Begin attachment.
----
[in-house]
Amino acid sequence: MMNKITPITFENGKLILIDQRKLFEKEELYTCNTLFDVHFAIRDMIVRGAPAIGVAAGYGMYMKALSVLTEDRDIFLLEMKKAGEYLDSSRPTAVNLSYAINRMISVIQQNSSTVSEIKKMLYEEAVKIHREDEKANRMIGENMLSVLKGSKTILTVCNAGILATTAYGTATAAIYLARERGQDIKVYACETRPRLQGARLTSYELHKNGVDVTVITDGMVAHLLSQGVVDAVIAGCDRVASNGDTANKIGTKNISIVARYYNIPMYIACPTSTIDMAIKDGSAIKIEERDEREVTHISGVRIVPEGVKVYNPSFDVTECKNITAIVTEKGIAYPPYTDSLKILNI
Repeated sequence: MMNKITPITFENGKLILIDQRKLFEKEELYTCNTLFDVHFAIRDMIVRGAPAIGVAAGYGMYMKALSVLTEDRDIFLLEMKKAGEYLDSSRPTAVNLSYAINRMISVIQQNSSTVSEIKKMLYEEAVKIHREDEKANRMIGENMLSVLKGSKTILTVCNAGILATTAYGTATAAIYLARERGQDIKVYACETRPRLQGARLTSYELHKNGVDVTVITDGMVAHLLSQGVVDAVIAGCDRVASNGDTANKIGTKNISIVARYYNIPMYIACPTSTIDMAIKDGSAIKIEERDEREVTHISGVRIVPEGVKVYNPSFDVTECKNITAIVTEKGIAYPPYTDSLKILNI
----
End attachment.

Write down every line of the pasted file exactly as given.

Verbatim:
[in-house]
Amino acid sequence: MMNKITPITFENGKLILIDQRKLFEKEELYTCNTLFDVHFAIRDMIVRGAPAIGVAAGYGMYMKALSVLTEDRDIFLLEMKKAGEYLDSSRPTAVNLSYAINRMISVIQQNSSTVSEIKKMLYEEAVKIHREDEKANRMIGENMLSVLKGSKTILTVCNAGILATTAYGTATAAIYLARERGQDIKVYACETRPRLQGARLTSYELHKNGVDVTVITDGMVAHLLSQGVVDAVIAGCDRVASNGDTANKIGTKNISIVARYYNIPMYIACPTSTIDMAIKDGSAIKIEERDEREVTHISGVRIVPEGVKVYNPSFDVTECKNITAIVTEKGIAYPPYTDSLKILNI
Repeated sequence: MMNKITPITFENGKLILIDQRKLFEKEELYTCNTLFDVHFAIRDMIVRGAPAIGVAAGYGMYMKALSVLTEDRDIFLLEMKKAGEYLDSSRPTAVNLSYAINRMISVIQQNSSTVSEIKKMLYEEAVKIHREDEKANRMIGENMLSVLKGSKTILTVCNAGILATTAYGTATAAIYLARERGQDIKVYACETRPRLQGARLTSYELHKNGVDVTVITDGMVAHLLSQGVVDAVIAGCDRVASNGDTANKIGTKNISIVARYYNIPMYIACPTSTIDMAIKDGSAIKIEERDEREVTHISGVRIVPEGVKVYNPSFDVTECKNITAIVTEKGIAYPPYTDSLKILNI